Eastern tent caterpillars, which were responsible for massive foal losses that devastated the Thoroughbred industry in 2001 and 2002, have begun hatching in Central Kentucky.
Egg hatch was reported Monday in Scott County, said Lee Townsend, an entomologist with the University of Kentucky College of Agriculture, Food and Environment.
The larvae will emerge over the next two weeks from eggs laid last summer on flowering wild cherry, cherry, apple and related trees, often in fence lines, he said.
The number of caterpillars is expected to be high again this year, despite the cold winter.
Never miss a local story.
When mature, the large, hairy caterpillars wander, creating the greatest danger. Consumption of large numbers of caterpillars by pregnant mares precipitated staggering foal losses known as the mare reproductive loss syndrome outbreak that peaked in 2001. MRLS can cause late-term foal losses, early- and late-term fetal losses, and weak foals.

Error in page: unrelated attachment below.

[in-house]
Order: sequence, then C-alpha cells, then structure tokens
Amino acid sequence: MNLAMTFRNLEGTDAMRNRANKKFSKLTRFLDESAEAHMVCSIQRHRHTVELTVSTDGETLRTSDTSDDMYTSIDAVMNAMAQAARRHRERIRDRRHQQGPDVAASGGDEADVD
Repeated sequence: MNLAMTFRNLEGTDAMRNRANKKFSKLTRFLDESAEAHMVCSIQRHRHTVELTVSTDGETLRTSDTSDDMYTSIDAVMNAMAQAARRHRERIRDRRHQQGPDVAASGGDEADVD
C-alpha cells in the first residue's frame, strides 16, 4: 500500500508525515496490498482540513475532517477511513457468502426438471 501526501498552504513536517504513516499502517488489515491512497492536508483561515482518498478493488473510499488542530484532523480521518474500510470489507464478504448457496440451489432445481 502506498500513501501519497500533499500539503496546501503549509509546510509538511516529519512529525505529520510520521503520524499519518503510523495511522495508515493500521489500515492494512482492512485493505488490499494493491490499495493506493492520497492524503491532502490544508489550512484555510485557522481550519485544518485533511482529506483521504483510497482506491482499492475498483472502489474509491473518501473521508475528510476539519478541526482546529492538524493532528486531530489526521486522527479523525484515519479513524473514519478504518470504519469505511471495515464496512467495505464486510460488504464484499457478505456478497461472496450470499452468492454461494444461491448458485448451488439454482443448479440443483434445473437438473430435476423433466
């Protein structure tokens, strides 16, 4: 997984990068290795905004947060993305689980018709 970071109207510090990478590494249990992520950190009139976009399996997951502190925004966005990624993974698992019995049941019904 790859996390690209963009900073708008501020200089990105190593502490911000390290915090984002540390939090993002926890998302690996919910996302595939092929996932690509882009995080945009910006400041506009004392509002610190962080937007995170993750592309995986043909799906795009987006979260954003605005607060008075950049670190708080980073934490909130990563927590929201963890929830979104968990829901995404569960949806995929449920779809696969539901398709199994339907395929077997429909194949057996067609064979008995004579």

UK researchers determined that horses will inadvertently eat the caterpillars, and the caterpillar hairs embed into the lining of the alimentary tract. Once that protective barrier is breached, normal alimentary tract bacteria might gain access to and reproduce in sites with reduced immunity, such as the fetus and placenta.
UK recommends that horse owners and farm managers with pregnant mares should begin to monitor fence lines containing wild cherry trees in about two weeks for small tents produced by developing caterpillars.
If practical, farms should plan to move pregnant mares from areas where those trees are abundant to minimize the chance of exposure to the caterpillars.
To get rid of active caterpillars, Townsend recommends pruning them out and destroying the nests as they are seen, if practical.